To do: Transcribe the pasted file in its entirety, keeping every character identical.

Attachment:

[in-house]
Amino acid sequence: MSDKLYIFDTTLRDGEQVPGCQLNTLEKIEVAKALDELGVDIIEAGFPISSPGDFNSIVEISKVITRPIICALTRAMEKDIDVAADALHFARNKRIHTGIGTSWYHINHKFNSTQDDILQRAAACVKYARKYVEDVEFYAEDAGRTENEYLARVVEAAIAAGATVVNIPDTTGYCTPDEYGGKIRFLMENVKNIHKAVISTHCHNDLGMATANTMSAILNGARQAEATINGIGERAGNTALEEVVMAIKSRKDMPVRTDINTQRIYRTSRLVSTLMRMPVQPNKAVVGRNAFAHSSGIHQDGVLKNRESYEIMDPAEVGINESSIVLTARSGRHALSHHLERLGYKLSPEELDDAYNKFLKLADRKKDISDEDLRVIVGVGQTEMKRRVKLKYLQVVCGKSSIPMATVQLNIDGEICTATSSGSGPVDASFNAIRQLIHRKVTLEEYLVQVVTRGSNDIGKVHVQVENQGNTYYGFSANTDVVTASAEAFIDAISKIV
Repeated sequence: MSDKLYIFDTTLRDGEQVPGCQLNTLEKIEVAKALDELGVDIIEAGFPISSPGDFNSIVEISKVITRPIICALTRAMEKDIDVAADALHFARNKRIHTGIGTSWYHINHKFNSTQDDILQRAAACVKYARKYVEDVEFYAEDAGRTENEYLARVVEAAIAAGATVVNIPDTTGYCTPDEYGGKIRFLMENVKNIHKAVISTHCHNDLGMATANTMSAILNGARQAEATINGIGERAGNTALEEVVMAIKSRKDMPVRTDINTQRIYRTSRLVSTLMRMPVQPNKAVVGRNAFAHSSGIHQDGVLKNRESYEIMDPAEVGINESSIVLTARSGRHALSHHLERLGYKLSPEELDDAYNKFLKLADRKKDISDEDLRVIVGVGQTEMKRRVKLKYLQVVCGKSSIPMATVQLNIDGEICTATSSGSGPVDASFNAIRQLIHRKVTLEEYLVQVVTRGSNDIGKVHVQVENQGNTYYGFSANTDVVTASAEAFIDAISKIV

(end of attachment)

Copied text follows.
[in-house]
Amino acid sequence: MSDKLYIFDTTLRDGEQVPGCQLNTLEKIEVAKALDELGVDIIEAGFPISSPGDFNSIVEISKVITRPIICALTRAMEKDIDVAADALHFARNKRIHTGIGTSWYHINHKFNSTQDDILQRAAACVKYARKYVEDVEFYAEDAGRTENEYLARVVEAAIAAGATVVNIPDTTGYCTPDEYGGKIRFLMENVKNIHKAVISTHCHNDLGMATANTMSAILNGARQAEATINGIGERAGNTALEEVVMAIKSRKDMPVRTDINTQRIYRTSRLVSTLMRMPVQPNKAVVGRNAFAHSSGIHQDGVLKNRESYEIMDPAEVGINESSIVLTARSGRHALSHHLERLGYKLSPEELDDAYNKFLKLADRKKDISDEDLRVIVGVGQTEMKRRVKLKYLQVVCGKSSIPMATVQLNIDGEICTATSSGSGPVDASFNAIRQLIHRKVTLEEYLVQVVTRGSNDIGKVHVQVENQGNTYYGFSANTDVVTASAEAFIDAISKIV
Repeated sequence: MSDKLYIFDTTLRDGEQVPGCQLNTLEKIEVAKALDELGVDIIEAGFPISSPGDFNSIVEISKVITRPIICALTRAMEKDIDVAADALHFARNKRIHTGIGTSWYHINHKFNSTQDDILQRAAACVKYARKYVEDVEFYAEDAGRTENEYLARVVEAAIAAGATVVNIPDTTGYCTPDEYGGKIRFLMENVKNIHKAVISTHCHNDLGMATANTMSAILNGARQAEATINGIGERAGNTALEEVVMAIKSRKDMPVRTDINTQRIYRTSRLVSTLMRMPVQPNKAVVGRNAFAHSSGIHQDGVLKNRESYEIMDPAEVGINESSIVLTARSGRHALSHHLERLGYKLSPEELDDAYNKFLKLADRKKDISDEDLRVIVGVGQTEMKRRVKLKYLQVVCGKSSIPMATVQLNIDGEICTATSSGSGPVDASFNAIRQLIHRKVTLEEYLVQVVTRGSNDIGKVHVQVENQGNTYYGFSANTDVVTASAEAFIDAISKIV